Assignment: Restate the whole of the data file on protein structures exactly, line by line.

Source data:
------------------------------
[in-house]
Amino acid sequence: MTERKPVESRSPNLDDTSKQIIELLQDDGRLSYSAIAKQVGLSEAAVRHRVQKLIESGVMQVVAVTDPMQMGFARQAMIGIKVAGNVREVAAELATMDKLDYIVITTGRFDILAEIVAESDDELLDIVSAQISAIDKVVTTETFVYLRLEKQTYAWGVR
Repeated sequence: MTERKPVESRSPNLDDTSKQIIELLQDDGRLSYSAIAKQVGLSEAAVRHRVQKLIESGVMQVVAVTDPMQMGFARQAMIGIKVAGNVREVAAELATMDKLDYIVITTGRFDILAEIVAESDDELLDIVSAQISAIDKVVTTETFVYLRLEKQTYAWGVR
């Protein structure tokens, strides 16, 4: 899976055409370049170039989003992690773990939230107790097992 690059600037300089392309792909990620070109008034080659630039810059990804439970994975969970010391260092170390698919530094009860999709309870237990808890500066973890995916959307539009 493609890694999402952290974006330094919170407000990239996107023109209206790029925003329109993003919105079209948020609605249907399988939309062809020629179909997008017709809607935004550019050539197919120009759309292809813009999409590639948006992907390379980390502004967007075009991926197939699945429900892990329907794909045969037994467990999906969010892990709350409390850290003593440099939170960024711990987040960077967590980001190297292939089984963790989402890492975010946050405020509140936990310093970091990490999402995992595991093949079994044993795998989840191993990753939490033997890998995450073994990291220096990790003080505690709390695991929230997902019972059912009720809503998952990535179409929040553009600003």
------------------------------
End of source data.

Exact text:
[in-house]
Amino acid sequence: MTERKPVESRSPNLDDTSKQIIELLQDDGRLSYSAIAKQVGLSEAAVRHRVQKLIESGVMQVVAVTDPMQMGFARQAMIGIKVAGNVREVAAELATMDKLDYIVITTGRFDILAEIVAESDDELLDIVSAQISAIDKVVTTETFVYLRLEKQTYAWGVR
Repeated sequence: MTERKPVESRSPNLDDTSKQIIELLQDDGRLSYSAIAKQVGLSEAAVRHRVQKLIESGVMQVVAVTDPMQMGFARQAMIGIKVAGNVREVAAELATMDKLDYIVITTGRFDILAEIVAESDDELLDIVSAQISAIDKVVTTETFVYLRLEKQTYAWGVR
């Protein structure tokens, strides 16, 4: 899976055409370049170039989003992690773990939230107790097992 690059600037300089392309792909990620070109008034080659630039810059990804439970994975969970010391260092170390698919530094009860999709309870237990808890500066973890995916959307539009 493609890694999402952290974006330094919170407000990239996107023109209206790029925003329109993003919105079209948020609605249907399988939309062809020629179909997008017709809607935004550019050539197919120009759309292809813009999409590639948006992907390379980390502004967007075009991926197939699945429900892990329907794909045969037994467990999906969010892990709350409390850290003593440099939170960024711990987040960077967590980001190297292939089984963790989402890492975010946050405020509140936990310093970091990490999402995992595991093949079994044993795998989840191993990753939490033997890998995450073994990291220096990790003080505690709390695991929230997902019972059912009720809503998952990535179409929040553009600003």